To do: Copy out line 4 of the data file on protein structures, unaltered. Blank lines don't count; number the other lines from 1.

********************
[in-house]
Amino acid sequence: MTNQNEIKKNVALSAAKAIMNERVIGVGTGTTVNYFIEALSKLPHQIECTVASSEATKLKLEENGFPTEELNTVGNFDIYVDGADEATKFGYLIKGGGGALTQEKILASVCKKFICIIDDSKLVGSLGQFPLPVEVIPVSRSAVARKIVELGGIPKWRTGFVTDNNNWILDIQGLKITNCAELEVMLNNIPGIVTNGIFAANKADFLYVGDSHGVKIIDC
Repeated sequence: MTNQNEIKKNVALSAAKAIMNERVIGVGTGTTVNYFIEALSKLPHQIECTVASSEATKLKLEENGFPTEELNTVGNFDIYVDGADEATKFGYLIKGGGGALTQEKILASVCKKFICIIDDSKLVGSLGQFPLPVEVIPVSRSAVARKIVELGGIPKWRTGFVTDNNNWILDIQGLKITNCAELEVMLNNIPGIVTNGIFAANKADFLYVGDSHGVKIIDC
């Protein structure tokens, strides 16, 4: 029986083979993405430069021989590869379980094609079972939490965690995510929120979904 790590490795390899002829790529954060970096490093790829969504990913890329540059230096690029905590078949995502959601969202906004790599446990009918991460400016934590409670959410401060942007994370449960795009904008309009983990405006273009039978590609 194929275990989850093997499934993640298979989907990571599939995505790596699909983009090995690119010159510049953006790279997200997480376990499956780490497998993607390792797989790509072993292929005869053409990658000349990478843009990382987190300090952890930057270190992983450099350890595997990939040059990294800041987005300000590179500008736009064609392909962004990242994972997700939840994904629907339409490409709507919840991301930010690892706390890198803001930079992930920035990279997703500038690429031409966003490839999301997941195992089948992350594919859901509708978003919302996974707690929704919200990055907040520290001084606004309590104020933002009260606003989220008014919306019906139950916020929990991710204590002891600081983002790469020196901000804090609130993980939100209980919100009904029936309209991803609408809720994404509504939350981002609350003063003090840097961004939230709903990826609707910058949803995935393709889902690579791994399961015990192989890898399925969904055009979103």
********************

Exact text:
């Protein structure tokens, strides 16, 4: 029986083979993405430069021989590869379980094609079972939490965690995510929120979904 790590490795390899002829790529954060970096490093790829969504990913890329540059230096690029905590078949995502959601969202906004790599446990009918991460400016934590409670959410401060942007994370449960795009904008309009983990405006273009039978590609 194929275990989850093997499934993640298979989907990571599939995505790596699909983009090995690119010159510049953006790279997200997480376990499956780490497998993607390792797989790509072993292929005869053409990658000349990478843009990382987190300090952890930057270190992983450099350890595997990939040059990294800041987005300000590179500008736009064609392909962004990242994972997700939840994904629907339409490409709507919840991301930010690892706390890198803001930079992930920035990279997703500038690429031409966003490839999301997941195992089948992350594919859901509708978003919302996974707690929704919200990055907040520290001084606004309590104020933002009260606003989220008014919306019906139950916020929990991710204590002891600081983002790469020196901000804090609130993980939100209980919100009904029936309209991803609408809720994404509504939350981002609350003063003090840097961004939230709903990826609707910058949803995935393709889902690579791994399961015990192989890898399925969904055009979103």